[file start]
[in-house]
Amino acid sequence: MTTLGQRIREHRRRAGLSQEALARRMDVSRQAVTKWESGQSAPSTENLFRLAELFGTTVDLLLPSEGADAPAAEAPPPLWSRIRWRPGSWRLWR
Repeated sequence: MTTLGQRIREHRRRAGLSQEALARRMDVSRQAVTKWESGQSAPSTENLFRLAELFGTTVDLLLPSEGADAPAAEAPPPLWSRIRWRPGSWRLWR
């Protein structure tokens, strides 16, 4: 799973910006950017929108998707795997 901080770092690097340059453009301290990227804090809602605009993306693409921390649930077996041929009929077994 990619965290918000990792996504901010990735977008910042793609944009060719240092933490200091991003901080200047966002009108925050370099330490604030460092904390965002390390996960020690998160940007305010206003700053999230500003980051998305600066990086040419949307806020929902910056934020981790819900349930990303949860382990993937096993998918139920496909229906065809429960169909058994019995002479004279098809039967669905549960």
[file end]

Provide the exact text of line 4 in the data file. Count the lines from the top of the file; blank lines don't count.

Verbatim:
């Protein structure tokens, strides 16, 4: 799973910006950017929108998707795997 901080770092690097340059453009301290990227804090809602605009993306693409921390649930077996041929009929077994 990619965290918000990792996504901010990735977008910042793609944009060719240092933490200091991003901080200047966002009108925050370099330490604030460092904390965002390390996960020690998160940007305010206003700053999230500003980051998305600066990086040419949307806020929902910056934020981790819900349930990303949860382990993937096993998918139920496909229906065809429960169909058994019995002479004279098809039967669905549960």